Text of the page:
Venezuela arrests two for barracks attack

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Media caption,

Army officers posted a video calling their move "a legitimate rebellion"

Two renegade officers who attacked a Venezuelan army base last weekend have been captured, the country's defence minister has said.

General Vladimir Padrino tweeted that the "leaders and masterminds of the paramilitary and terrorist assault" had been arrested.

The suspects are a 38-year-old former captain, Juan Carlos Caguaripano Scott, and a lieutenant, Jefferson Garcia.

Two of the rebels were killed and eight seized after the incident in Valencia.

Venezuela has seen four months of violent anti-government protests, and almost 130 people have died in clashes.

Just before the barracks attack, a video released on social media showed the uniformed men saying they were rising against the "murderous tyranny of President Nicolás Maduro".

Media caption,

Your video guide to the crisis gripping Venezuela

"This is not a coup but a civil and military action to re-establish constitutional order," said the leader, who gave his name as Juan Caguaripano.

Venezuelan officials say Mr Caguaripano was discharged from the army in 2014. They claim he commanded around 20 uniformed men during the attack.

He then escaped with Lieutenant Garcia and some stolen weaponry, they say.

The 6 August incident raised tensions in the divided country, where critics of President Maduro say he is trying to cement a dictatorship.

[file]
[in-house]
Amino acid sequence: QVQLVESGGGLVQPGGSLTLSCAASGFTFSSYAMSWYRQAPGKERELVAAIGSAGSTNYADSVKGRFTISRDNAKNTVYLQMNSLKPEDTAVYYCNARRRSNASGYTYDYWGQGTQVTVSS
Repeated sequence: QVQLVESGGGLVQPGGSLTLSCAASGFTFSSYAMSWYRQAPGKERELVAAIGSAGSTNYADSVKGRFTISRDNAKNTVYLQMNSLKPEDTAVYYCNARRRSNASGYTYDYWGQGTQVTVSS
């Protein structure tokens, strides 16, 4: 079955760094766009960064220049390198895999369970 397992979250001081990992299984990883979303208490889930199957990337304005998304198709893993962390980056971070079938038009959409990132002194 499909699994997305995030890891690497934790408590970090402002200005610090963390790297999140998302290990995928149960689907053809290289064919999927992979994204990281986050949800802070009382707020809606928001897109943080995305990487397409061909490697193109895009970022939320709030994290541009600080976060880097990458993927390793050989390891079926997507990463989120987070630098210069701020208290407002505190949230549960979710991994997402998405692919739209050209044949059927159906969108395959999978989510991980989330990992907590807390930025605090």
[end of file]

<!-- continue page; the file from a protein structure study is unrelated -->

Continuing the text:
Mr Maduro insists his actions - which include creating a pro-government assembly with the power to rewrite Venezuela's constitution - are the only way to re-establish peace.

Image source, EPA
Image caption,
President Maduro is facing intense criticism from overseas, and violent protests at home

The US has led a chorus of international alarm against the Maduro government in recent weeks, and has imposed sanctions on several high-ranking Venezuelans - including the president.

President Donald Trump said on Friday that he had not ruled out "a possible military option if necessary" against Venezuela.

Gen Padrino dismissed the claim as an act of "craziness". He told Venezuela's state television: "It is an act of supreme extremism. There is an extremist elite that rules the United States.

"As a soldier, I stand with the Venezuelan armed forces, and with the people. I am sure that we will all be on the front lines of defending the interests and sovereignty of this beloved Venezuela."

The White House said Mr Maduro had requested a phone call with his US counterpart on Friday. It said President Trump would speak to Venezuela's leader "as soon as democracy is restored in that country".